Anterior Cruciate Ligament Rupture

The anterior cruciate ligament (ACL) is in the middle of the knee and provides the knee with stability by preventing forward movement of the shin bone (tibia) under the thigh bone (femur) and resists rotation of the femur on the tibia. The ACL contains lots of nerves and so aids balance.

How is it injured?

Mainly due to a rotational stress like sudden change of direction, or hyperextension (over-straightening of the knee). This happens mostly when the foot is fixed either with football boots' studs in the ground or by a caught ski. It can be stretched, partially torn or completely ruptured. These injuries will result in instability around the knee.

How do I know if I've damaged my ACL?

  • It hurts!
  • Immediate swelling
  • Possibly bruising (the ACL has a good blood supply)
  • Instability especially in a complete rupture
  • What should I do?
  • RICE
  • Seek medical help - this can diagnose a complete tear or a partial tear, also if there is any other damage to structures of the knee.

Will it repair?

  • No, sometimes it will attach itself to another the ligament (the posterior cruciate) but this is unusual

What are my options?

  • Seek advice from your physiotherapist and orthopaedic surgeon, some people do not need surgery and can manage with good muscle strength and balance. However, most people would benefit from reconstructive surgery.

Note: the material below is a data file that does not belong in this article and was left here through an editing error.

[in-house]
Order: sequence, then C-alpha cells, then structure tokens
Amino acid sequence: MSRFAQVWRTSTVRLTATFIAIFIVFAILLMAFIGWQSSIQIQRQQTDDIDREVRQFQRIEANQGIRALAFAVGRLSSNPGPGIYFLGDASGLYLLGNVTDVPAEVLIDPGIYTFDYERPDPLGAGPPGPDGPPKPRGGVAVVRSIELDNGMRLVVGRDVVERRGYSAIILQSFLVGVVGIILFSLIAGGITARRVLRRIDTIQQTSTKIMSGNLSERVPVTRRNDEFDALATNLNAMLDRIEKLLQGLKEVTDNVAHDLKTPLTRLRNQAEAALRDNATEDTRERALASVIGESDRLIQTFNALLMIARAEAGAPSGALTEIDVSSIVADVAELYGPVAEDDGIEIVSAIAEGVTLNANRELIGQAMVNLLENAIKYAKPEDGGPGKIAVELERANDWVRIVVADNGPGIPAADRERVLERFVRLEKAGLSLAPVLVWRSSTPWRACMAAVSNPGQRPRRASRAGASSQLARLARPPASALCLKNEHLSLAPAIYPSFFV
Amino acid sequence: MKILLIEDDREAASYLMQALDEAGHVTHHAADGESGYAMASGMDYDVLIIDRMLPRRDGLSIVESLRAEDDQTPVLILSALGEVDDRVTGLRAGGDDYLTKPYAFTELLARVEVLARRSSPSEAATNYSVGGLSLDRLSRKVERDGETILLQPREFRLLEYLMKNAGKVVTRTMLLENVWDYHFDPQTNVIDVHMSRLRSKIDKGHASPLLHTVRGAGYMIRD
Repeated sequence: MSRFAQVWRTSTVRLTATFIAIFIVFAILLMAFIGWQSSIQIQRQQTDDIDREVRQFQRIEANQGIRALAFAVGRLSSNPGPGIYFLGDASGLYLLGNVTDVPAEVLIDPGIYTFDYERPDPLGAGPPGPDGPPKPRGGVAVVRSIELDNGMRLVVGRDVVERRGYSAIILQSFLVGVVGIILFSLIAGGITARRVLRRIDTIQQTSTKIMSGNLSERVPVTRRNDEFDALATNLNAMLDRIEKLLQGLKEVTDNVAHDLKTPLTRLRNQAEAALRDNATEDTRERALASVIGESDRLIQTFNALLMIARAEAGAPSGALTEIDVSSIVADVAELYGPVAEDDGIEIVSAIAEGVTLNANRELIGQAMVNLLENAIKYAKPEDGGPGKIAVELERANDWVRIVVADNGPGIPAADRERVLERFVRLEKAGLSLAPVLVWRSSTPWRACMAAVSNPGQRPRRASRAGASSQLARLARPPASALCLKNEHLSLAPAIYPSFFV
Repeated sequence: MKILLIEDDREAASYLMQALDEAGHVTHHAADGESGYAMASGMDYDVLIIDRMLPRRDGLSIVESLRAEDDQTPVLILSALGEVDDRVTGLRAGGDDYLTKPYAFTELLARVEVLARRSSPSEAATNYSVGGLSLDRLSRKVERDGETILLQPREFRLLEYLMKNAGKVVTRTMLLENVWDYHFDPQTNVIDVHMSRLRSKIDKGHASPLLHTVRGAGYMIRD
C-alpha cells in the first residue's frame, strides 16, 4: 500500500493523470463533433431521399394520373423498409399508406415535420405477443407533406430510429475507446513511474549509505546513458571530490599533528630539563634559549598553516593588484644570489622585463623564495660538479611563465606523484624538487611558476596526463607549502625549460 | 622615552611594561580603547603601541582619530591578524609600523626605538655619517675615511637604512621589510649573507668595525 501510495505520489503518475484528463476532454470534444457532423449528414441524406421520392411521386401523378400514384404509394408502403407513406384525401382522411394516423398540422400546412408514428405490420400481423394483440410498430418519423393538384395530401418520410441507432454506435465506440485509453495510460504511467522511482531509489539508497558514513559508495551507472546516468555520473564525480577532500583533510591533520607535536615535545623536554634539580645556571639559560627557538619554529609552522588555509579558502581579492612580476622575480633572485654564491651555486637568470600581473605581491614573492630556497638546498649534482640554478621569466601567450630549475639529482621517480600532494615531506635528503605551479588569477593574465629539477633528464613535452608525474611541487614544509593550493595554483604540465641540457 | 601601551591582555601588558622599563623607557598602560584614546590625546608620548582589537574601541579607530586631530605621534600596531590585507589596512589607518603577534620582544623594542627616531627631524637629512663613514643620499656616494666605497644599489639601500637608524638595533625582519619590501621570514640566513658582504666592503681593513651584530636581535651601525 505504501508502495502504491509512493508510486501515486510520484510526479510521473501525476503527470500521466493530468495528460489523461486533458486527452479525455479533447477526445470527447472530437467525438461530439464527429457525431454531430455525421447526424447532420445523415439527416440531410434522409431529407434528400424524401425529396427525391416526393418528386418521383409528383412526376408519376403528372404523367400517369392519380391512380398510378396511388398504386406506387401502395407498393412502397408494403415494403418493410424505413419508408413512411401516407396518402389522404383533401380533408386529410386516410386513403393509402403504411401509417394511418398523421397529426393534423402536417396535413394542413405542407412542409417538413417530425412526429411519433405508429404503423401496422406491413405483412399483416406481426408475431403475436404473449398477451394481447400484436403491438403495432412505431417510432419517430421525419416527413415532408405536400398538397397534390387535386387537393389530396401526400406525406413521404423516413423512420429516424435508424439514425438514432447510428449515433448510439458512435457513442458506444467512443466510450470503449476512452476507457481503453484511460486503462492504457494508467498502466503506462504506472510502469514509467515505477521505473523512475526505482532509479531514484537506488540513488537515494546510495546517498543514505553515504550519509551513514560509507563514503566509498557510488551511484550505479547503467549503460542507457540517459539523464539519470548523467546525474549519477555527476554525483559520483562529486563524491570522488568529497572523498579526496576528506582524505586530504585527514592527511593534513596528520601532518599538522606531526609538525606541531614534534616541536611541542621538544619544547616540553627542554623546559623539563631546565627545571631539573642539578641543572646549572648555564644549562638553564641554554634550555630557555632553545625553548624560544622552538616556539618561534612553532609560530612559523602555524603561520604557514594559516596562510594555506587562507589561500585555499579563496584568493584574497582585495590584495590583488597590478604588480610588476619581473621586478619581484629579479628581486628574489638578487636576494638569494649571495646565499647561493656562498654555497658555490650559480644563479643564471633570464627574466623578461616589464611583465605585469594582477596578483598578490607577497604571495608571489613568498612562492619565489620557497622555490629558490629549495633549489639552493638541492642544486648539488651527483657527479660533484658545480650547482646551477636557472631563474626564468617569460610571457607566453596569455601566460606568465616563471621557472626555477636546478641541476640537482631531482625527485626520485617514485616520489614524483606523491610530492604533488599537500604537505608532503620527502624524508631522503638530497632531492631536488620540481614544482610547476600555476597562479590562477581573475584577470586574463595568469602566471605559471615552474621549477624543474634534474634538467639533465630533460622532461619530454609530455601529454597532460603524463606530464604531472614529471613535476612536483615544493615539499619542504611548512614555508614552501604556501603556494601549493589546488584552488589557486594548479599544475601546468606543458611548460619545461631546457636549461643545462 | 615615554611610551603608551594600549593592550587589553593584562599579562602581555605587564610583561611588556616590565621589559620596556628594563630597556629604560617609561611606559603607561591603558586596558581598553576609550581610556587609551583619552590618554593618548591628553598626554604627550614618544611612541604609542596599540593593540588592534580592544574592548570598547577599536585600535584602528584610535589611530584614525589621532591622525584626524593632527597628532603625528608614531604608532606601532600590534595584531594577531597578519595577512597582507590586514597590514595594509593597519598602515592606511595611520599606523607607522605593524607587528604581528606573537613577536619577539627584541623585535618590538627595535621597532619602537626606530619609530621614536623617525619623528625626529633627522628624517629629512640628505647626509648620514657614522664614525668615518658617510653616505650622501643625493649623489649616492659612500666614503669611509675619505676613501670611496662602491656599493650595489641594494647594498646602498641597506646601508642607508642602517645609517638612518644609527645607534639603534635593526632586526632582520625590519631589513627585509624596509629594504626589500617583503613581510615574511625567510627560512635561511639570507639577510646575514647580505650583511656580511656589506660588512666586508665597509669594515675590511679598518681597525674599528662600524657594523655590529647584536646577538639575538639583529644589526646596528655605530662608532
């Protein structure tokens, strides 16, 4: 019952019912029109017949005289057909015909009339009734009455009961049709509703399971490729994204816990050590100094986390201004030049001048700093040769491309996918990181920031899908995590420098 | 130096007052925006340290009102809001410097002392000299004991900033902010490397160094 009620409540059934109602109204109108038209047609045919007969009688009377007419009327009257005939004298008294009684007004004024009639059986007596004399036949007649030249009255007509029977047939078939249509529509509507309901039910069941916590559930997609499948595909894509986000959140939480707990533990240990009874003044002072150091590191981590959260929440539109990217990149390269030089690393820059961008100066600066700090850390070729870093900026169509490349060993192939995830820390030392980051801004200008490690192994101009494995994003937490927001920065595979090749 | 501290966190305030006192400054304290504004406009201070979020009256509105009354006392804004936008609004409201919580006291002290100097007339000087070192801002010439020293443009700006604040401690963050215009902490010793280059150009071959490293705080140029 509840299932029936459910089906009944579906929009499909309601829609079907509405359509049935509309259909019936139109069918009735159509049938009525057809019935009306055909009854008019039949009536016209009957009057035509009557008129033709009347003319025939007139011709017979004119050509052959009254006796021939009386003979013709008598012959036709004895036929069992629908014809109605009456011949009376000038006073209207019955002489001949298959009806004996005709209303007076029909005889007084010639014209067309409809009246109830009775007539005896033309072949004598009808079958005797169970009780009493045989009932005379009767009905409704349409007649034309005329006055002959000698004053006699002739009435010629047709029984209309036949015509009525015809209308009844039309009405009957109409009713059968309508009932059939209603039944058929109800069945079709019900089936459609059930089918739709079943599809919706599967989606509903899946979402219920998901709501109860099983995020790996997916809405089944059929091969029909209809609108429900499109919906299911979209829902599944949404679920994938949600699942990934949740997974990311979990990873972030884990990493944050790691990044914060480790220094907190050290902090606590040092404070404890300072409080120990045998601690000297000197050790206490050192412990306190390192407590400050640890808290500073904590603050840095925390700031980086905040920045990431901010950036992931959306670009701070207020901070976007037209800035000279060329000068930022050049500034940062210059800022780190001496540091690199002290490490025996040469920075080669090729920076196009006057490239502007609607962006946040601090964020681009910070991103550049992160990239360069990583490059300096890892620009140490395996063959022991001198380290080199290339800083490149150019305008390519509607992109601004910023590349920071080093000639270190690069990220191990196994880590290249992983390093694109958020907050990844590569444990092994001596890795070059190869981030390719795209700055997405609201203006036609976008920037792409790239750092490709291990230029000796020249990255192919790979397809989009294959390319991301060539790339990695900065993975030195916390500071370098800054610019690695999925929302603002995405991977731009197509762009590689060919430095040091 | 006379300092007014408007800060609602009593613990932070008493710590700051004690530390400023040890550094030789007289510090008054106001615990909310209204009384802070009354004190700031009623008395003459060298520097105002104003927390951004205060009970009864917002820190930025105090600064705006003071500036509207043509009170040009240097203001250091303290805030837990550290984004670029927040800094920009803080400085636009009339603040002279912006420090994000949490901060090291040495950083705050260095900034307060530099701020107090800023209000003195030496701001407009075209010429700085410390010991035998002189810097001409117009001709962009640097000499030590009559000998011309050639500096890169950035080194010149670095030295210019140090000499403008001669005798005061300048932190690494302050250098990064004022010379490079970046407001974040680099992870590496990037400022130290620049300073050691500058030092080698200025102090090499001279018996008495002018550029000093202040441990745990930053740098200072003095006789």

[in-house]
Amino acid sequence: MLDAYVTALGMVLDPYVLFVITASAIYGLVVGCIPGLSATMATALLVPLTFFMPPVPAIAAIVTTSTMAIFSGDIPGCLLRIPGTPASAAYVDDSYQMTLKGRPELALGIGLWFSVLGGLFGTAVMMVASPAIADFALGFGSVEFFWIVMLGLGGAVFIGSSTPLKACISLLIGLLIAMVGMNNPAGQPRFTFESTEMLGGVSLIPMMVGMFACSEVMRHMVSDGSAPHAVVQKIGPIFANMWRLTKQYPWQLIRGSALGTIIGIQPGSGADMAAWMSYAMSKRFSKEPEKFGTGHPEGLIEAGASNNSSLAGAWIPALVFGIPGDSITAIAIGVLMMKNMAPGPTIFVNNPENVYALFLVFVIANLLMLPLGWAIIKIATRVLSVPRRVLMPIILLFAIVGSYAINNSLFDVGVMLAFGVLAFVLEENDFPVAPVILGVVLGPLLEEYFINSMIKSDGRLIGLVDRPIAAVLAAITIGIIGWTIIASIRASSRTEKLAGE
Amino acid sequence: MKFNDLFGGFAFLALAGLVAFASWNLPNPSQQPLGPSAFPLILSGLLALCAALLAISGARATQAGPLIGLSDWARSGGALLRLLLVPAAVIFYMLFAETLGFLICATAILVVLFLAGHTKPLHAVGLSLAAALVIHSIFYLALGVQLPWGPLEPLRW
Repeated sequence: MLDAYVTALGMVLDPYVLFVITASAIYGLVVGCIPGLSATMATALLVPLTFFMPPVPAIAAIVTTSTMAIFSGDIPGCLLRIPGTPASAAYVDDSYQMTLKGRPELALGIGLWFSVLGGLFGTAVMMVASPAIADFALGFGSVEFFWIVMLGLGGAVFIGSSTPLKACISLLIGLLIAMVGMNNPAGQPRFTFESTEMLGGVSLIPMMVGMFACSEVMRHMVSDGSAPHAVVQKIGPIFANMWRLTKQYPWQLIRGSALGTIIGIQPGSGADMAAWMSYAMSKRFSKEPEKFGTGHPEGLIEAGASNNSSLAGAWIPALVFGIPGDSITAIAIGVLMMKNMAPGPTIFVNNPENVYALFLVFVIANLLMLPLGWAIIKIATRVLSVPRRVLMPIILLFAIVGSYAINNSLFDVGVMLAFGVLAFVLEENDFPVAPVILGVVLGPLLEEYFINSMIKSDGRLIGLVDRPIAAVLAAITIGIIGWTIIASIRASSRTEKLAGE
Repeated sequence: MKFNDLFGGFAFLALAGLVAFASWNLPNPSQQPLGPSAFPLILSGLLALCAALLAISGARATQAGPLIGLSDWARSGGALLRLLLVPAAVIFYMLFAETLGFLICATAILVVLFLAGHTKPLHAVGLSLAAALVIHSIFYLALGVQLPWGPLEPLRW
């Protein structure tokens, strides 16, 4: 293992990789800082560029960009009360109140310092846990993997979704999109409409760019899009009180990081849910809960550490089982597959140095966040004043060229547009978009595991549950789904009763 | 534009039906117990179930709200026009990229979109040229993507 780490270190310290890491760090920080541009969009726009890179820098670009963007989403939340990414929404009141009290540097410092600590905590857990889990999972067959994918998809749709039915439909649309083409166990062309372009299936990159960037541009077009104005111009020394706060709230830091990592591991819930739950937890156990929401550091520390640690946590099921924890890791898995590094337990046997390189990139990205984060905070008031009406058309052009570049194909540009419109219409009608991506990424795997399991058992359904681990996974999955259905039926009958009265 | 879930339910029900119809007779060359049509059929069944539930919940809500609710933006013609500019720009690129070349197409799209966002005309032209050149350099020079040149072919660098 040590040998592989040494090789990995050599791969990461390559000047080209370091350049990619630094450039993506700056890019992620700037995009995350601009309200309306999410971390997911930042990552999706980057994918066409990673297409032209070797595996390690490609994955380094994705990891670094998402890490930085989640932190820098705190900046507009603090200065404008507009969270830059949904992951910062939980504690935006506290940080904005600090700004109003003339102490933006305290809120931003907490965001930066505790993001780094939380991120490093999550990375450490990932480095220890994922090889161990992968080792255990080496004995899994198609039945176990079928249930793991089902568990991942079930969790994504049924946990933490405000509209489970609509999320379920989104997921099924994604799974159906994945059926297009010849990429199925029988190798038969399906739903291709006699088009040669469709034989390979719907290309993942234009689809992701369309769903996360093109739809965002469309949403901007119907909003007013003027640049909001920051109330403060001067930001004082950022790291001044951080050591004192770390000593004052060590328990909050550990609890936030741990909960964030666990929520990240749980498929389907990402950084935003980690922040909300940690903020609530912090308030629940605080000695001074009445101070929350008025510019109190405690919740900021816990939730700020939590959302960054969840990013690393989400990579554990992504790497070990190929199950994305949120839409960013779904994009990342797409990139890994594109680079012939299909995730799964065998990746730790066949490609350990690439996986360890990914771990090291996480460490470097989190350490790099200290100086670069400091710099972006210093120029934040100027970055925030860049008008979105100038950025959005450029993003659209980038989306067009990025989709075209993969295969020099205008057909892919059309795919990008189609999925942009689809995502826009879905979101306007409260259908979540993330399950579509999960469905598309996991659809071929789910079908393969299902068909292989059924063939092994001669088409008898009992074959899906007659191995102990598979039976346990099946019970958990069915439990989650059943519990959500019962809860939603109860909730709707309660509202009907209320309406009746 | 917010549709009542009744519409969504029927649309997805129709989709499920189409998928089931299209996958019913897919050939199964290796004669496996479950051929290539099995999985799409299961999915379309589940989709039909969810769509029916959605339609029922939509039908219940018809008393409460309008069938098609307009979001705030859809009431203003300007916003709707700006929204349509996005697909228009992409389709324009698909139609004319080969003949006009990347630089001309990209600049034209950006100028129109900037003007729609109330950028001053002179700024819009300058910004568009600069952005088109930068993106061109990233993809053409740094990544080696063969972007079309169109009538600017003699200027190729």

• Most orthopaedic surgeons recommend surgery takes place around 2 -3 months after the accident, to allow the swelling to reduce and the balance etc to recover.
  • Surgery consists of using either a hamstring tendon or part of the patella tendon to create a new ACL

How long will it take to rehabilitate from the surgery?

  • Generally up to 9 months or a year, depending on your age, sex, fitness prior to the surgery, how diligent you are with your exercises and the extent of any other damage to your other ligaments and cartilage.

How important is physiotherapy?

Vital! I had an ACL rupture myself in 2005, had the surgery and rehabilitated myself. I know how important (and how much time!) is needed to get a good result. At Nutfield Priory, there is an excellent gym and exercise areas to do the rehabilitation effectively.

Will I be able to return to full contact sport and skiing after surgery?

Yes, if the surgery goes well (95% success rate)

If you want to enquire about Pilates or talk to Sara Gordon directly call or text 07773 885950 or email sara.gordon@physioandpilates.co.uk

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T: 01737824457
E: sara.gordon@physioandpilates.co.uk

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